Keywords: Anxiety disorders; Mood disorders; Disease progression; Comorbidity

Introdução: Ansiedade e depressão são condições clínicas comuns em pacientes com enxaqueca crônica. Um intenso debate em relação ao processo de cronificação da enxaqueca tem acontecido recentemente, mas pouca ênfase tem sido dada a comorbidade psiquiátrica. Objetivos: Para avaliar o papel das comorbidades psiquiátricas na progressão da enxaqueca, analisamos o perfil temporal de início dos sintomas de humor, ansiedade e dor nos pacientes com enxaqueca crônica. Métodos: Cinquenta pacientes diagnosticados de acordo com os critérios da Sociedade Internacional de Cefaleias (2004) foram entrevistados e diagnosticados para transtornos mentais de acordo com a entrevista estruturada para o DSMIV (SCID-I/P). Resultados: Transtornos de ansiedade precederam o início das enxaquecas episódicas, que foram seguidas pelo aparecimento pelos transtornos de humor e sequencialmente a evoluçãoo/transformação para enxaqueca crônica. Conclusões: A avaliação das comorbidades psiquiátricas na enxaqueca crônica podem levar a um melhor diagnóstico e tratamento dos pacientes. Pacientes com história de ansiedade, enxaqueca e depressão podem ter risco de desenvolverem enxaqueca crónica. Tratamento precoce destas condições podem previnir a ocorrência da enxaqueca crônica.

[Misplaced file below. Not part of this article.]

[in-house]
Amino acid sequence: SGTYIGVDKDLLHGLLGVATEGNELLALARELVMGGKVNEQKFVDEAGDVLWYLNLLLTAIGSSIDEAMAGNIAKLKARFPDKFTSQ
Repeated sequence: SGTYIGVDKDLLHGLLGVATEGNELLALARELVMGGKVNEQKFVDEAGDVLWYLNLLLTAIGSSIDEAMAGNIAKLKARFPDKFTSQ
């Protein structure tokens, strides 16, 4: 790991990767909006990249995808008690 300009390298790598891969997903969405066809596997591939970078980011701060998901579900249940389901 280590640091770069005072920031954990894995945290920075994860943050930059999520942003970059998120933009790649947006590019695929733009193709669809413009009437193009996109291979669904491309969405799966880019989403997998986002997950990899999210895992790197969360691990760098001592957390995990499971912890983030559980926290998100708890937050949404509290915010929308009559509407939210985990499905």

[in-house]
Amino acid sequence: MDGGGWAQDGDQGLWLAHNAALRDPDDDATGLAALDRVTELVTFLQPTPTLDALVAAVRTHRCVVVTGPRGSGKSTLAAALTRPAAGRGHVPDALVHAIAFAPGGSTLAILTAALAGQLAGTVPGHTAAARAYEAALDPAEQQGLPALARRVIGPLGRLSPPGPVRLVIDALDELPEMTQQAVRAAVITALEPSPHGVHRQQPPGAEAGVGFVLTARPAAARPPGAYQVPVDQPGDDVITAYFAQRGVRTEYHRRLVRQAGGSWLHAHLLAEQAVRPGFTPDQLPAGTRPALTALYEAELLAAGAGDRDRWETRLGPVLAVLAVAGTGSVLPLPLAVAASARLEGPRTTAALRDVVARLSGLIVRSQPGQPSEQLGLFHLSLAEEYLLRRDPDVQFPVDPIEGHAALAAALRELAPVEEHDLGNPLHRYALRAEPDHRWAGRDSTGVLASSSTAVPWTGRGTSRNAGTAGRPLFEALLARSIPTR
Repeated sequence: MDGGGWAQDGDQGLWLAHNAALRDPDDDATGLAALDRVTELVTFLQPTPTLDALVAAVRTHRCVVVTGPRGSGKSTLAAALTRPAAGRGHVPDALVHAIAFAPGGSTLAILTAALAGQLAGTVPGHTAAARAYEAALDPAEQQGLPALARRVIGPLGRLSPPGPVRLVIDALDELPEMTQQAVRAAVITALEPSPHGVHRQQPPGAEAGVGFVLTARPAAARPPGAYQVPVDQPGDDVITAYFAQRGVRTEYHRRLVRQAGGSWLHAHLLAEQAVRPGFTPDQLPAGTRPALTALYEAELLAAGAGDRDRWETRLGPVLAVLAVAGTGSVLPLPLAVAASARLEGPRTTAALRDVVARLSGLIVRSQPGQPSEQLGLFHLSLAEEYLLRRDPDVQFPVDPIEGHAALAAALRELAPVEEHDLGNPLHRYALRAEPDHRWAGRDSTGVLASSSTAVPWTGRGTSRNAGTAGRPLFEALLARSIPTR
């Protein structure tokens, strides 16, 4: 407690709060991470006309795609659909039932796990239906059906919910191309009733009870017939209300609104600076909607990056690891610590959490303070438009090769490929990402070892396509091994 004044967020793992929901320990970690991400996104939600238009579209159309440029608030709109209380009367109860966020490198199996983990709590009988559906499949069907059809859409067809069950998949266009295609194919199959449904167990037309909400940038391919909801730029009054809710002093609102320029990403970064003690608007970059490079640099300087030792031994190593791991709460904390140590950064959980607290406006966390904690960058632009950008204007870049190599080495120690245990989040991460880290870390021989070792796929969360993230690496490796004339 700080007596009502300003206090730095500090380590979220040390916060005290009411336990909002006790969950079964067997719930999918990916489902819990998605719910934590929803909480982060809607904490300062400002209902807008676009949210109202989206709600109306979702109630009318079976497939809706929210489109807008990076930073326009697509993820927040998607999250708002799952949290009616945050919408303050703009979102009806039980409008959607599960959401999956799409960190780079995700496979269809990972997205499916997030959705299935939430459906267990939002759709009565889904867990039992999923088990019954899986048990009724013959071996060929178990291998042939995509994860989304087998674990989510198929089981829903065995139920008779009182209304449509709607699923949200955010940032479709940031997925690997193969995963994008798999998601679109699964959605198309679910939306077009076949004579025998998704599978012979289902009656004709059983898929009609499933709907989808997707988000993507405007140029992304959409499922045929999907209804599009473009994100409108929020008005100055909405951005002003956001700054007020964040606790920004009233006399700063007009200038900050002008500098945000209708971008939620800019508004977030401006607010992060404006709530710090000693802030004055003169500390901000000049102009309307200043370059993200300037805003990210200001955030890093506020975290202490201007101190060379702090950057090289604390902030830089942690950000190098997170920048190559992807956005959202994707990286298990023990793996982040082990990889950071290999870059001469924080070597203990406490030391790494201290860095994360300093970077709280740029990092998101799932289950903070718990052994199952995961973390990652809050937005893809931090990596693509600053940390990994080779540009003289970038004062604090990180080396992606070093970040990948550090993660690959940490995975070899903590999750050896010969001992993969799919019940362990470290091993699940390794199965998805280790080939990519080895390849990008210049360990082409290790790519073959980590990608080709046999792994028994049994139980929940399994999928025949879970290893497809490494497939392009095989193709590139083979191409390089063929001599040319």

Descritores: Transtornos de ansiedade; Transtornos do humor; Progressão da doença; Comorbidade

Headache Medicine, v.2, n.1, p.5-9, jan./feb./mar. 2011